4500.0 - Crime and Justice News, 2008  
ARCHIVED ISSUE Released at 11:30 AM (CANBERRA TIME) 14/08/2008   
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The second edition of the Australian Standard Offence Classification 2008 (Second Edition) (ASOC) (cat. no. 1234.0) was released on 1 August 2008. This publication provides a uniform national statistical framework for classifying criminal behaviour in the production and analysis of crime and justice statistics in Australia.

The second edition replaces the first edition, released in 1997. The second edition of ASOC reflects the outcomes of a substantial review of the Classification, which included extensive consultation; predominantly with government agencies responsible for policy formation and administration, and non-government analysts of crime and justice issues.

The purpose of the review was to ensure that the Classification remains current and relevant, reflecting changes that have occurred in criminal legislation since the previous version, as well as satisfying user requirements for offence data.


The ABS national Crime and Safety Survey (cat. no. 4509.0) has been conducted on a three yearly basis for a number of years. The most recent results were released in 2005.

The ABS conducted a review of the national crime and safety survey during 2006-07. The review was driven by the need for more timely and regular crime victimisation headline indicators, on an annual basis, and the need for flexibility to cater for new and emerging areas of crime. In order to meet these needs, the ABS will be using a different survey vehicle to conduct the next national crime and safety survey. The new survey will involve telephone rather than mail contact with households, which is considered to be more responsive to meet these needs.

The survey will be conducted using the Multi-Purpose Household Survey (MPHS), a supplementary survey to the Labour Force Survey during 2008-09, and results are expected to be released early 2010. The aim of the annual survey is provide headline measures of the prevalence of a range of selected crimes, reporting rates to police of these crimes and feelings of safety. Subject to funding, the ABS anticipates that a national crime victimisation survey will be conducted on an annual basis.


The ABS is conducting a feasibility study on the identification of federal defendants in the criminal courts system and in corrective services agencies. Federal law has previously been largely limited to drug importation, and tax or welfare fraud. It has now expanded to include high profile offences such as terrorism, child sex tourism and illegal fishing, therefore it is important for jurisdictions to be able to identify federal defendants for policy and legislative development, for the ongoing management of those offenders and for the broader management of criminal justice systems.

The scope of the Federal Defendants project is not only to determine what data is available on who is offending and the trends in offences, but what the results are in terms of sentence outcomes across jurisdictions.

With these data needs in mind, the study is focussing on the types of information that would be useful in this regard and includes demographic information about federal defendants, the types of offences committed, sentences and sentence administration. The aim of this study is to determine whether a nationally comparable set of data about federal defendants is possible.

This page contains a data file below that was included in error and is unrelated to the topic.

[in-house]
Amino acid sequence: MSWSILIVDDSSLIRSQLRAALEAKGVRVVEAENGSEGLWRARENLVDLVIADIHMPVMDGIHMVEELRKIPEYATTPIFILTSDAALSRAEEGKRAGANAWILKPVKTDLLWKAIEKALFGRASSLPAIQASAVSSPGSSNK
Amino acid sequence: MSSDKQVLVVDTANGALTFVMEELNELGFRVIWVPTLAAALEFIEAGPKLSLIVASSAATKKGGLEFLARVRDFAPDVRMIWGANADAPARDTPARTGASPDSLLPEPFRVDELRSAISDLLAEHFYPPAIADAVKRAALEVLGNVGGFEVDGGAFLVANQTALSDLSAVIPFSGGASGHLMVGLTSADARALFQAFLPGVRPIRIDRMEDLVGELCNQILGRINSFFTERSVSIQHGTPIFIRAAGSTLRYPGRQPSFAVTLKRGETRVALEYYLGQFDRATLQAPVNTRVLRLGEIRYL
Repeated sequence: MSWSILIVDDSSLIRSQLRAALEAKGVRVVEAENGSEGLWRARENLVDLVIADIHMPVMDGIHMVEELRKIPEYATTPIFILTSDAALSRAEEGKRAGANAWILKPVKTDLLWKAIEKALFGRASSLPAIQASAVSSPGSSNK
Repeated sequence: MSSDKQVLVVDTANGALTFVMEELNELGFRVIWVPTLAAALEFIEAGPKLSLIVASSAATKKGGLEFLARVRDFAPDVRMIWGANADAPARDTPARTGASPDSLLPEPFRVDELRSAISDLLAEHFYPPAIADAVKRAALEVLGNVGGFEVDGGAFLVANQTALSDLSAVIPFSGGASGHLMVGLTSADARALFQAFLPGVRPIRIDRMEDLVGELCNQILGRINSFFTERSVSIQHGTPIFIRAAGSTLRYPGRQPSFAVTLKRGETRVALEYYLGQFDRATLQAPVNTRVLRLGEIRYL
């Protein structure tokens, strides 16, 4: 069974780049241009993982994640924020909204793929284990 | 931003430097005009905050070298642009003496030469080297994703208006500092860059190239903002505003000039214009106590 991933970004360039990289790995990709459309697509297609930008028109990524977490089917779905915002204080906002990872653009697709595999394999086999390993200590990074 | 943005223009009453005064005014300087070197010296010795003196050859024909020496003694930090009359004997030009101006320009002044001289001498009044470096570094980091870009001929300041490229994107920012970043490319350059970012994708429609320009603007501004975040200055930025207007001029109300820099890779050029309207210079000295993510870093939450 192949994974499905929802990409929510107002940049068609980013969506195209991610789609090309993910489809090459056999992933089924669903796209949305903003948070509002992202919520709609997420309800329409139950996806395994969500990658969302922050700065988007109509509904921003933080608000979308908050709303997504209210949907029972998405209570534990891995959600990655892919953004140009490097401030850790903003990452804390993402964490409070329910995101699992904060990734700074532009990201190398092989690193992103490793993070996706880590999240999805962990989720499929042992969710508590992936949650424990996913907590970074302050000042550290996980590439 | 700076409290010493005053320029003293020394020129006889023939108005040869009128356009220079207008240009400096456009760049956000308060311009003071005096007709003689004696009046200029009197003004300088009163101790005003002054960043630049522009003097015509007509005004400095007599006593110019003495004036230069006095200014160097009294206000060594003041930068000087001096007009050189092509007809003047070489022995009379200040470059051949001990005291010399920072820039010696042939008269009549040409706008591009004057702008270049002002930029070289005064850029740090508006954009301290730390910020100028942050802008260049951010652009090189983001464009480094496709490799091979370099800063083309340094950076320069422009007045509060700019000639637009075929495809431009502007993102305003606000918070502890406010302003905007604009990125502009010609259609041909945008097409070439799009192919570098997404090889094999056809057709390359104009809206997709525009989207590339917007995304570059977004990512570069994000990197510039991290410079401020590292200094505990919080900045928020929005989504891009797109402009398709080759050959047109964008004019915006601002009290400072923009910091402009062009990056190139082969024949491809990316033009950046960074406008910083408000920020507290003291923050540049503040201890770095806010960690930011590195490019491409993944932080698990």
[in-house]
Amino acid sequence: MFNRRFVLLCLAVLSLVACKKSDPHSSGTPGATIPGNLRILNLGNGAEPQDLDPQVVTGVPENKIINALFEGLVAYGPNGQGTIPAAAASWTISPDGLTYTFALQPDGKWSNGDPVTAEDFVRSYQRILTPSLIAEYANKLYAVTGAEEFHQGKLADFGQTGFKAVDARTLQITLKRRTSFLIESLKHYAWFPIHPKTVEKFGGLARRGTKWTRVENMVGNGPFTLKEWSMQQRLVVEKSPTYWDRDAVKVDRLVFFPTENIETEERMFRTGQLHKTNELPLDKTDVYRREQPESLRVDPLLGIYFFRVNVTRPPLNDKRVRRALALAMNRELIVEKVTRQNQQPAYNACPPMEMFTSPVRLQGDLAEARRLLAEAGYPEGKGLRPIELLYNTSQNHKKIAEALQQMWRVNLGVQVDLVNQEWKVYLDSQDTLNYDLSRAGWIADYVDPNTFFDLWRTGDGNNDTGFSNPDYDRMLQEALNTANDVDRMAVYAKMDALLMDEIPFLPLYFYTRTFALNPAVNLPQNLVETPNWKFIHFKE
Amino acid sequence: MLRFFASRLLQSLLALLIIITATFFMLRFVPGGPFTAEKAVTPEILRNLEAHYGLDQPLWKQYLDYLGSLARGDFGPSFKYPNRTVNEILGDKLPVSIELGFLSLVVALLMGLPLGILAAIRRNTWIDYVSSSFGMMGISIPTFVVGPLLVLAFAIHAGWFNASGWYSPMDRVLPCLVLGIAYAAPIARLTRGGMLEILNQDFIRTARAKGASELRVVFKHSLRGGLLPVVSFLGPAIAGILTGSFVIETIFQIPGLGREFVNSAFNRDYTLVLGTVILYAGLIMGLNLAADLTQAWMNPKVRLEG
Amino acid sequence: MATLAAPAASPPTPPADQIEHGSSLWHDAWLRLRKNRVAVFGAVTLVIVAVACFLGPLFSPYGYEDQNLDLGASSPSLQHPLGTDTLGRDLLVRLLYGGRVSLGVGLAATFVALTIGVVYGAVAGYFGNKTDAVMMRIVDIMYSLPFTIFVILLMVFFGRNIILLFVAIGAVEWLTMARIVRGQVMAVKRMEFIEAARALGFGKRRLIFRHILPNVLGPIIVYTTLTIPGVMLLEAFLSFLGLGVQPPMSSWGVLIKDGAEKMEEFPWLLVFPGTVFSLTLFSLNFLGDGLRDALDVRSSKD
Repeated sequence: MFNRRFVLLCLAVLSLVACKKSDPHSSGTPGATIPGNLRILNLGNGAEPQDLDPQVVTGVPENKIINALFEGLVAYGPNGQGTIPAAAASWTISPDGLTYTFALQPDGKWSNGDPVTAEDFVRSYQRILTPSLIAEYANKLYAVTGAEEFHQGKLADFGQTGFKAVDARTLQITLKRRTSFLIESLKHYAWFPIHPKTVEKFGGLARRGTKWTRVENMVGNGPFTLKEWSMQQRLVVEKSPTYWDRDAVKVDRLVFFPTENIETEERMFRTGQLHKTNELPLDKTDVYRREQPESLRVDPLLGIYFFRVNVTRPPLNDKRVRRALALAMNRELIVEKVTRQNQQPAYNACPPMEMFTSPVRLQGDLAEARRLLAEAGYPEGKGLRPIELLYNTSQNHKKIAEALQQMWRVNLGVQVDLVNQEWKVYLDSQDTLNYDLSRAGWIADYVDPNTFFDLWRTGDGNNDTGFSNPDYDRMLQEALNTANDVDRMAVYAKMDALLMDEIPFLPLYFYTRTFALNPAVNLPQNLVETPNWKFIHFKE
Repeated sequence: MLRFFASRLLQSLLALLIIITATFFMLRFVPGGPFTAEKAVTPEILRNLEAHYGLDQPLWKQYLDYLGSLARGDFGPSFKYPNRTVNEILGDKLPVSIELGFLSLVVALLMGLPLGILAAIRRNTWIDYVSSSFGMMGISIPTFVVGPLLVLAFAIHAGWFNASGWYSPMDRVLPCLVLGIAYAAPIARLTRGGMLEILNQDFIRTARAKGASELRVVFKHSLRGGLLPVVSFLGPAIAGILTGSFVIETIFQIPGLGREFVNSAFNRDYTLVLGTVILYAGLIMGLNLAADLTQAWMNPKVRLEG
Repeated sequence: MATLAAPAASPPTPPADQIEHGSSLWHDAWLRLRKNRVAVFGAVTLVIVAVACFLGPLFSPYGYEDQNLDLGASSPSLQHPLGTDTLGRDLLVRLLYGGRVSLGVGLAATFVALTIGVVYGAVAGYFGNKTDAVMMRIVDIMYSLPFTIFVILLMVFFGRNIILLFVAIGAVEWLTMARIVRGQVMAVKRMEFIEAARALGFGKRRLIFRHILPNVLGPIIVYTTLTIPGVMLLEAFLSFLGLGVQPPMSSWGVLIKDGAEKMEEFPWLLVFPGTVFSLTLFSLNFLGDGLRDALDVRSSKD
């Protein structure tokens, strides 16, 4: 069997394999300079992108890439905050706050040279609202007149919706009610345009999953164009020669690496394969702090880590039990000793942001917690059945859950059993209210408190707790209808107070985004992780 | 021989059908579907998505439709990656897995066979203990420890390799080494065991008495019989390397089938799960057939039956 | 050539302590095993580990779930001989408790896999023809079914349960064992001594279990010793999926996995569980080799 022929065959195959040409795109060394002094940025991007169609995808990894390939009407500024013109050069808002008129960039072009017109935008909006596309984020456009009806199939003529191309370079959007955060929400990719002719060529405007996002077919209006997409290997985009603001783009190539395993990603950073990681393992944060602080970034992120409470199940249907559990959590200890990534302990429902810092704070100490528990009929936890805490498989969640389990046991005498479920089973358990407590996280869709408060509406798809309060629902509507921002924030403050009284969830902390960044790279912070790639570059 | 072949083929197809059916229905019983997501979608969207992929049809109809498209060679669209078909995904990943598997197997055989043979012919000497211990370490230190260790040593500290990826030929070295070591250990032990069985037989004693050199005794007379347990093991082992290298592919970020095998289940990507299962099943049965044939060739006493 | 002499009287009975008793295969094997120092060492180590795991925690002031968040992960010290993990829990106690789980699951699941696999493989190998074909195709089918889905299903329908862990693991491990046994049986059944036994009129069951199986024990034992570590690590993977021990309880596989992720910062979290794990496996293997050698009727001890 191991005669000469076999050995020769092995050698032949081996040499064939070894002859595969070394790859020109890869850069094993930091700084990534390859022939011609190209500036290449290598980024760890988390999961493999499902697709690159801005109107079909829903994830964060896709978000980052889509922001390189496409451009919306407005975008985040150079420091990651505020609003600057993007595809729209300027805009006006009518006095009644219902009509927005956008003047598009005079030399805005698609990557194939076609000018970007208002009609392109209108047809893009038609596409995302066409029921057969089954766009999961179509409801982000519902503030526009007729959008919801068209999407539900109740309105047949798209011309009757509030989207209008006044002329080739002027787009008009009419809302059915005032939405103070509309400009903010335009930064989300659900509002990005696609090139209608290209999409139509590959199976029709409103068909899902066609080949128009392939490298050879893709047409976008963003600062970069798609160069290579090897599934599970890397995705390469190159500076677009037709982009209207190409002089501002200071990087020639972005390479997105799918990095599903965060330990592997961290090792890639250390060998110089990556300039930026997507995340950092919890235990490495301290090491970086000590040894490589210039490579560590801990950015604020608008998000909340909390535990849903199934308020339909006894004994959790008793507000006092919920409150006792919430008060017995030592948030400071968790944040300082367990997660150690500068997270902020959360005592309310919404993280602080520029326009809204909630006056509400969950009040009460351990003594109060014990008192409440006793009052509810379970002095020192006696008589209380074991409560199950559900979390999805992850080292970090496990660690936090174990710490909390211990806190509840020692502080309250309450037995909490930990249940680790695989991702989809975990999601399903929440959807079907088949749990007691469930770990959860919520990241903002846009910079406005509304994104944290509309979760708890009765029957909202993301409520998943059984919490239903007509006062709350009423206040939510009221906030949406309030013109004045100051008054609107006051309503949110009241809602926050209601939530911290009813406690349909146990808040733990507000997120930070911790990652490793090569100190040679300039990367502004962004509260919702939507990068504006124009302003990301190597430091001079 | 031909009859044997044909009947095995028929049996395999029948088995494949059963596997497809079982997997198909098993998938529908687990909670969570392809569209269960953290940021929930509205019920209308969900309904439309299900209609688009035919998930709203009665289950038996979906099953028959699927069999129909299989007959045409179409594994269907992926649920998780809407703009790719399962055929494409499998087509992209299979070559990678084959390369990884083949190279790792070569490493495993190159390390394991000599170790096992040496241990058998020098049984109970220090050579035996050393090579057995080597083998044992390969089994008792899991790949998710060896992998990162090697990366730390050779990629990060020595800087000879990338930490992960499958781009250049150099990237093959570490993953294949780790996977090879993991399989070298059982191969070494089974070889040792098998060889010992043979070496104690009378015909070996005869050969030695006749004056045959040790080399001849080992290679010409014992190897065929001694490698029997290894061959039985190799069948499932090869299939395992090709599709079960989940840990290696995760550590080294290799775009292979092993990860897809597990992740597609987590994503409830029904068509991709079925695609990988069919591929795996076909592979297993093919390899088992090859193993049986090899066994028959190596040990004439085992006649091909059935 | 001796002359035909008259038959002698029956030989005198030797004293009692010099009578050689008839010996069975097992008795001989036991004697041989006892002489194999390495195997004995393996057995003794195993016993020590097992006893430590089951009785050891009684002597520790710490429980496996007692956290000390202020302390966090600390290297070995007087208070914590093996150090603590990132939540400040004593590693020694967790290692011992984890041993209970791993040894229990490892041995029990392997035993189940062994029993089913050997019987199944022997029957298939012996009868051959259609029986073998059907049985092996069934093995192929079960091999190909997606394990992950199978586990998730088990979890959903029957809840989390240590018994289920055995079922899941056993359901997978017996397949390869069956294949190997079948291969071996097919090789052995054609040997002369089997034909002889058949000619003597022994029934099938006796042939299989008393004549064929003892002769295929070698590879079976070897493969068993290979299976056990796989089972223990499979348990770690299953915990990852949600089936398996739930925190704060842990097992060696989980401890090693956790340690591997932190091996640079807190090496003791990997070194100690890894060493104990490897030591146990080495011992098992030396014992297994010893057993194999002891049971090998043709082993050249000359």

The National Crime Recording Standard (NCRS), aimed at addressing the lack of a uniform standard in the initial police recording processes, is progressively being implemented in police jurisdictions.

Given that law enforcement is administered separately by each state and territory police agency in Australia, the date of implementing the NCRS will vary across Australia based on operational capacity to implement. Six jurisdictions have commenced implementation, however, the date of implementation varies:

Queensland - June 2007

South Australia - September 2007

Western Australia - January 2007

Tasmania - January 2008

Northern Territory - May 2007

Australian Capital Territory - January 2008

New South Wales and Victoria were expected to have implemented the NCRS in July 2008.

This standard will complement the already established classifications and counting rules for the RCVS collection and improve the level of comparability of recorded crime victims statistics across jurisdictions.


The Australian Bureau of Statistics will host the inaugural NatStats Conference 08 from 19 - 21 November 2008 at the Crown Promenade Hotel, Melbourne.

The conference theme is "Working Together for an Informed Australian Society". The program will look at three main topic areas:

  • Informing the Nation - with sessions on Health, Education and Indigenous Australia;
  • Measuring Progress in Society - with sessions on Measuring Disadvantage, Inequality and Social Inclusion, Measuring Progress in Australia and Community and Local Indicators; and
  • Environmental Information for Informed Decisions - with sessions on Water, Natural Resource Management and Climate Change.

An array of high profile policy and decision makers will be speaking at the conference including:
  • Professor Glyn Davis, Vice Chancellor of the University of Melbourne and co-convenor of the 2020 Summit;
  • Dr Ken Henry, Secretary Treasury;
  • Greg Bourne, CEO, World Wildlife Fund Australia; and
  • Enrico Giovannini, Chief Statistician, OECD.

See the NatStats08 website for the latest program information including the complete list of speakers.

If you would like more information about the conference program please call Mark Lound on 02 6252 6325 or email him at inquiries@nss.gov.au.

Early Bird Registration for NatStats08 is now open - for more information please visit the NatStats08 web site at http://www.nss.gov.au/natstats